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Data Protection Act

About your data rights

The university complies with the responsibilities and duties as set out in the Data Protection Act 2018. This alters the General Data Protection Regulation (GDPR) EU 2016/679 to form a UK GDPR in relation to your personal data.

The format of personal data includes but is not limited to; Paper records, emails, electronic files, databases, CCTV and other video footage, photographs, comments on exam scripts.

Your data rights

GDPR confers certain rights on individuals which increases their rights of access and control over their own personal information. Please note that not all of these rights are universal. Your rights under GDPR are;

  • The right to be informed
  • The right of access (Subject Access Request)
  • The right to rectification
  • The right to erasure
  • The right to restrict processing
  • The right to data portability
  • The right to object
  • Rights in relation to automated decision making and profiling

Please see our Data Rights Guidance which provides more detail about these rights.

Should you wish to exercise any of these rights please use the electronic form or email recordsmanager@northampton.ac.uk.

Contact us

If you require further information or assistance, please contact the Records Management Office by email to recordsmanager@northampton.ac.uk.

Contact for the University Data Protection Officer:

The records management/compliance team will handle any data rights requests, reports of suspected data breaches and general enquiries about the university’s processing of personal data.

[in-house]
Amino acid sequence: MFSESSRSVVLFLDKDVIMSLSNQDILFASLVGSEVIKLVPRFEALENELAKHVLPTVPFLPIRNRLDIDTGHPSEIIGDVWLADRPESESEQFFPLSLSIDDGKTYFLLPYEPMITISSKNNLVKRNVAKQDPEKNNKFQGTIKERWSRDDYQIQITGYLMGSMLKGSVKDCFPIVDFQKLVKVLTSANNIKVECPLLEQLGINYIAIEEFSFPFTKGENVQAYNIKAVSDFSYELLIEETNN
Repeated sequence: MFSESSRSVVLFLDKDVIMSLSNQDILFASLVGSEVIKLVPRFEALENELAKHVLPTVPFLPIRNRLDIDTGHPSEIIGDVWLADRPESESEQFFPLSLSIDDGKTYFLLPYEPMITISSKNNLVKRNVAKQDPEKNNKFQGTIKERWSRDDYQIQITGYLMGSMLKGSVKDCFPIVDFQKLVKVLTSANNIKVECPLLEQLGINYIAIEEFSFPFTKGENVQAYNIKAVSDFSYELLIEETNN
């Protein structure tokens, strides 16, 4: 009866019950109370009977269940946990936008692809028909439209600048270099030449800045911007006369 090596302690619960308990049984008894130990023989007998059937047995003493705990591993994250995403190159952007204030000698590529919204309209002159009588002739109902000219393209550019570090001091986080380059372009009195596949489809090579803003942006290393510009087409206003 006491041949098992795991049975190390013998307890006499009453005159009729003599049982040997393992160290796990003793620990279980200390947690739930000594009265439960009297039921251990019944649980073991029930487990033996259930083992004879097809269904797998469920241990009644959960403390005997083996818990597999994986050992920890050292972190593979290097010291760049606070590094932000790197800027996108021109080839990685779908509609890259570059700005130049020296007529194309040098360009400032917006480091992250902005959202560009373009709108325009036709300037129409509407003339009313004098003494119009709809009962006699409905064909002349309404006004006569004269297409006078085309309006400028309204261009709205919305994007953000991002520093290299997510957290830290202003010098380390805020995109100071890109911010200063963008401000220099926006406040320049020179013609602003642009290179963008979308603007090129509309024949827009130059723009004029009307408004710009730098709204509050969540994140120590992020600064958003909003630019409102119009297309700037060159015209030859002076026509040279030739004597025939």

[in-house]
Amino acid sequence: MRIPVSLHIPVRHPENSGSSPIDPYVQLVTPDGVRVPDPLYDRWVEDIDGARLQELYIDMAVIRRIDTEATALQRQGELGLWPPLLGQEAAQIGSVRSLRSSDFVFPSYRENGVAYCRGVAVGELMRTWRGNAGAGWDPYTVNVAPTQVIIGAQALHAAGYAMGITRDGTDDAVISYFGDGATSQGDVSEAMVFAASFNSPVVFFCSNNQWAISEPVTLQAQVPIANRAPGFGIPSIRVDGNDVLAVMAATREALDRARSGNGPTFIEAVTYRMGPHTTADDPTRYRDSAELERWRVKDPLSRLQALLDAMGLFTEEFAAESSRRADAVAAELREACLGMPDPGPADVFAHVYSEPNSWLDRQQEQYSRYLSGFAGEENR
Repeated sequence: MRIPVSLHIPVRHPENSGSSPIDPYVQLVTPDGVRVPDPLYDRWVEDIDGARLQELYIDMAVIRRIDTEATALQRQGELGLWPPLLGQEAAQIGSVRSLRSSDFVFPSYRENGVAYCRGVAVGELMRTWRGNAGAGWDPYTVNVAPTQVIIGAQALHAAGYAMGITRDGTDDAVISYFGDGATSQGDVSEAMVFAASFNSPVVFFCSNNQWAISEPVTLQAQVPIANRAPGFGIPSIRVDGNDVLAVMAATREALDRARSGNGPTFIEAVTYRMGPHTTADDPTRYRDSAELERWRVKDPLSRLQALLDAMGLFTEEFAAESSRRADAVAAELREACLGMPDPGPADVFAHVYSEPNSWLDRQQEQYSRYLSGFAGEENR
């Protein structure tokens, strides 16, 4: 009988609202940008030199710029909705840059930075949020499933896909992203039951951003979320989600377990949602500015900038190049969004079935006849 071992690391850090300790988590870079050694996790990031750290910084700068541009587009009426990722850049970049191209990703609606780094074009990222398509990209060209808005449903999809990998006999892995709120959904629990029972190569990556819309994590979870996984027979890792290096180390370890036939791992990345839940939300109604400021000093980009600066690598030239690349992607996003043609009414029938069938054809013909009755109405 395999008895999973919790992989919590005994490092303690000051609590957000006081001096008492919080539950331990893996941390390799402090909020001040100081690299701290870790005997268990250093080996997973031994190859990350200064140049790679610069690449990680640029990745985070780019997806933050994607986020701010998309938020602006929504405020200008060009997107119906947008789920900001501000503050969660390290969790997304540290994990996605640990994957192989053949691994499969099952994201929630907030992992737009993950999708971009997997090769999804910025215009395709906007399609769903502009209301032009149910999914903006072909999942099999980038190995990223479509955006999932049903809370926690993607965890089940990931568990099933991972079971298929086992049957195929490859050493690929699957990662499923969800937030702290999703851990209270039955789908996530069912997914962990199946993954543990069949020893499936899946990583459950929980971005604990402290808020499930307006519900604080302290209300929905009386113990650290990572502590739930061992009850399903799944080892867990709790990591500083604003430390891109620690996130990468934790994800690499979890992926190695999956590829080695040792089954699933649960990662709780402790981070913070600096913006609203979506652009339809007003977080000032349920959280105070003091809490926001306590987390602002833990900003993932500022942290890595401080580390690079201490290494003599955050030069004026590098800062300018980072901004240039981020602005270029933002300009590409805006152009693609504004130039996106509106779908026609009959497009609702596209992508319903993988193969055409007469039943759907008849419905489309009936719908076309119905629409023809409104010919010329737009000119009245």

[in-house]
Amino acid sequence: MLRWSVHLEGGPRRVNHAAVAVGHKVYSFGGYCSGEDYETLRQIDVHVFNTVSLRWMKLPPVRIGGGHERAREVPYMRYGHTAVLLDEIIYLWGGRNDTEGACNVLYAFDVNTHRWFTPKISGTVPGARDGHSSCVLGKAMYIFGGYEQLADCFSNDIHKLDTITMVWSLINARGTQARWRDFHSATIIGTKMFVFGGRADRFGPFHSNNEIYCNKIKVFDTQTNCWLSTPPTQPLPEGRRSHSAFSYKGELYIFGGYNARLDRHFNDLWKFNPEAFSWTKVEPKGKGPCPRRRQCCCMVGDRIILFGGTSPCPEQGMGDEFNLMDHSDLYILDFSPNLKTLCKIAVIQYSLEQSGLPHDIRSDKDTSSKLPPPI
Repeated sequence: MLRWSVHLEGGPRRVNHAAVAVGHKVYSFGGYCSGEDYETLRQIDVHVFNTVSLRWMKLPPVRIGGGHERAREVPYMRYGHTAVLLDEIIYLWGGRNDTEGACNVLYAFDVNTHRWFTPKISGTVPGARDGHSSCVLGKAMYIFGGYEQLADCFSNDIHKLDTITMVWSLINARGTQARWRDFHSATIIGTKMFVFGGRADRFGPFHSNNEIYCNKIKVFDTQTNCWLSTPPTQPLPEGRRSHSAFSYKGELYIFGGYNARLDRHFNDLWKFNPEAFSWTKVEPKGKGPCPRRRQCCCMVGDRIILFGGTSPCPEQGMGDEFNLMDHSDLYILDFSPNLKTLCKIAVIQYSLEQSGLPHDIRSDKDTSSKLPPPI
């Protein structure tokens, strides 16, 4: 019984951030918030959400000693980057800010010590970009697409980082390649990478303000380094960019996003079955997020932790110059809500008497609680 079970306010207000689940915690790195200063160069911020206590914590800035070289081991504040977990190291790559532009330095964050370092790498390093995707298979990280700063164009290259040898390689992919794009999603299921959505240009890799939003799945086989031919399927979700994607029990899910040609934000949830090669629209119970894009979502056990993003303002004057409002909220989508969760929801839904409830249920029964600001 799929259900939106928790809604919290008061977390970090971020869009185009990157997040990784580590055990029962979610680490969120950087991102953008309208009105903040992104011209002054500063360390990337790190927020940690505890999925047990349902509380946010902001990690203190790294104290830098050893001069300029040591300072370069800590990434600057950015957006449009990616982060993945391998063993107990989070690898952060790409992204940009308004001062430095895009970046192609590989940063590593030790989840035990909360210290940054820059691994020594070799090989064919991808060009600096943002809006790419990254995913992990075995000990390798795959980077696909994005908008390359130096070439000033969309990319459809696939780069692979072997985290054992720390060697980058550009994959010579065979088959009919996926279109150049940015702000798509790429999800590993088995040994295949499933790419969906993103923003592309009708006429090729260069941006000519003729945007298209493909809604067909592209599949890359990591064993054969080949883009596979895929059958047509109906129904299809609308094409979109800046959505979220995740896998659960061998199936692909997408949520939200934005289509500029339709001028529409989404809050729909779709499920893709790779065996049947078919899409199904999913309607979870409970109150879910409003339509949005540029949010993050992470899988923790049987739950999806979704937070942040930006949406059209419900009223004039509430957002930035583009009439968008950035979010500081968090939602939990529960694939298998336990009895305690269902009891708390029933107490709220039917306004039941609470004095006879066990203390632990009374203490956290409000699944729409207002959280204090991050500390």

• How the university processes your personal data under GDPR

    Designed to protect the rights of the individual and to allow individuals access to their own personal data (with a few exemptions), the regulation lays out seven principles which must be complied with.

    The principles state that processing of personal data requires:

    • Lawfulness, fairness and transparency
    • Purpose limitation
    • Data minimisation
    • Accuracy
    • Storage limitation
    • Integrity and confidentiality (security)
    • Accountability

    In order to comply with the seven principles at least one of the conditions below must be met for the processing of personal data to take place:

    • The individual has consented to the processing
    • Processing is necessary for the performance of a contract with the individual
    • Processing is required under a legal obligation (other than one imposed by the contract)
    • Processing is necessary to protect the vital interests of the individual
    • Processing is necessary to carry out public functions
    • Processing is necessary in order to pursue the legitimate interests of the data controller or third parties (unless it could unjustifiably prejudice the interests of the individual)

    To demonstrate compliance all new university processing has been subject to a Data Protection impact assessment (DPIA) which is also known as a Privacy Impact Assessment (PIA). Information about the PIA Form and Guidance is available, or feel free to get in touch with us if you have any queries.

  • How the university processes special category personal data under GDPR

    Specific provision is made under the Legislation for the processing of sensitive personal information, called special category data.